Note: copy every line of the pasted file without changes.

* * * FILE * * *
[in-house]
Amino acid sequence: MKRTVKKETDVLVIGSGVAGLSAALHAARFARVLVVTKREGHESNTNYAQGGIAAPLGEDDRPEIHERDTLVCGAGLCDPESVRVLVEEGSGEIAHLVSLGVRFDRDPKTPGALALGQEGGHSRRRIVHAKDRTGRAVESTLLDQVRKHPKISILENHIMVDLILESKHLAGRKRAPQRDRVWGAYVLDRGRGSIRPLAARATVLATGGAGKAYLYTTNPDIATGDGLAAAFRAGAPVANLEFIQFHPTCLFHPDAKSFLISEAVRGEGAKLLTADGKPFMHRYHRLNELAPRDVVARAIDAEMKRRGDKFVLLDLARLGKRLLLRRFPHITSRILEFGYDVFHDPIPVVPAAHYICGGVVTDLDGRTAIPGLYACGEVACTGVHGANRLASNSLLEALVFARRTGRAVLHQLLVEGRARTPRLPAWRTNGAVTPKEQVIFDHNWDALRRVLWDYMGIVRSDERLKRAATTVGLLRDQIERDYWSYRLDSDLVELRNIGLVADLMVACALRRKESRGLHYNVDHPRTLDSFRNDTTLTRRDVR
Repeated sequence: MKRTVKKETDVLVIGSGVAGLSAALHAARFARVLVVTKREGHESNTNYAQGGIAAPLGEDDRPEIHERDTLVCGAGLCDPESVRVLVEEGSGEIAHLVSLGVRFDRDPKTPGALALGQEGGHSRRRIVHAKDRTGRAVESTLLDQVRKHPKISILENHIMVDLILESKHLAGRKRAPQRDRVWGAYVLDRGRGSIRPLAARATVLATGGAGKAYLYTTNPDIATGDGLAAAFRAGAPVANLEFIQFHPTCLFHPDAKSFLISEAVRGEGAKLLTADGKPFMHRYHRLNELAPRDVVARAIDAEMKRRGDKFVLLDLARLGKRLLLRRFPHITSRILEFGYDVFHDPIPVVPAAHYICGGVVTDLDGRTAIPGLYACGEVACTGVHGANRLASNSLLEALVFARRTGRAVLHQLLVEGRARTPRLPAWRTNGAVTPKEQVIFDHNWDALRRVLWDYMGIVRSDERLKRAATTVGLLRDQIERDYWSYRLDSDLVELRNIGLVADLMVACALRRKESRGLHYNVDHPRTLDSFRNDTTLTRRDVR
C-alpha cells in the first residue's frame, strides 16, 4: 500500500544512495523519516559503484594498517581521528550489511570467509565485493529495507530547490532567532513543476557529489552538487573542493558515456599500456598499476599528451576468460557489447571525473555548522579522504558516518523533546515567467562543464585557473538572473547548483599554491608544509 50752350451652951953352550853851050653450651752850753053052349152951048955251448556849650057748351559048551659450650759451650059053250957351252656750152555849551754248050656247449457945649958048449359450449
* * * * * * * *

[in-house]
Amino acid sequence: MKRTVKKETDVLVIGSGVAGLSAALHAARFARVLVVTKREGHESNTNYAQGGIAAPLGEDDRPEIHERDTLVCGAGLCDPESVRVLVEEGSGEIAHLVSLGVRFDRDPKTPGALALGQEGGHSRRRIVHAKDRTGRAVESTLLDQVRKHPKISILENHIMVDLILESKHLAGRKRAPQRDRVWGAYVLDRGRGSIRPLAARATVLATGGAGKAYLYTTNPDIATGDGLAAAFRAGAPVANLEFIQFHPTCLFHPDAKSFLISEAVRGEGAKLLTADGKPFMHRYHRLNELAPRDVVARAIDAEMKRRGDKFVLLDLARLGKRLLLRRFPHITSRILEFGYDVFHDPIPVVPAAHYICGGVVTDLDGRTAIPGLYACGEVACTGVHGANRLASNSLLEALVFARRTGRAVLHQLLVEGRARTPRLPAWRTNGAVTPKEQVIFDHNWDALRRVLWDYMGIVRSDERLKRAATTVGLLRDQIERDYWSYRLDSDLVELRNIGLVADLMVACALRRKESRGLHYNVDHPRTLDSFRNDTTLTRRDVR
Repeated sequence: MKRTVKKETDVLVIGSGVAGLSAALHAARFARVLVVTKREGHESNTNYAQGGIAAPLGEDDRPEIHERDTLVCGAGLCDPESVRVLVEEGSGEIAHLVSLGVRFDRDPKTPGALALGQEGGHSRRRIVHAKDRTGRAVESTLLDQVRKHPKISILENHIMVDLILESKHLAGRKRAPQRDRVWGAYVLDRGRGSIRPLAARATVLATGGAGKAYLYTTNPDIATGDGLAAAFRAGAPVANLEFIQFHPTCLFHPDAKSFLISEAVRGEGAKLLTADGKPFMHRYHRLNELAPRDVVARAIDAEMKRRGDKFVLLDLARLGKRLLLRRFPHITSRILEFGYDVFHDPIPVVPAAHYICGGVVTDLDGRTAIPGLYACGEVACTGVHGANRLASNSLLEALVFARRTGRAVLHQLLVEGRARTPRLPAWRTNGAVTPKEQVIFDHNWDALRRVLWDYMGIVRSDERLKRAATTVGLLRDQIERDYWSYRLDSDLVELRNIGLVADLMVACALRRKESRGLHYNVDHPRTLDSFRNDTTLTRRDVR
C-alpha cells in the first residue's frame, strides 16, 4: 500500500544512495523519516559503484594498517581521528550489511570467509565485493529495507530547490532567532513543476557529489552538487573542493558515456599500456598499476599528451576468460557489447571525473555548522579522504558516518523533546515567467562543464585557473538572473547548483599554491608544509 50752350451652951953352550853851050653450651752850753053052349152951048955251448556849650057748351559048551659450650759451650059053250957351252656750152555849551754248050656247449457945649958048449359450449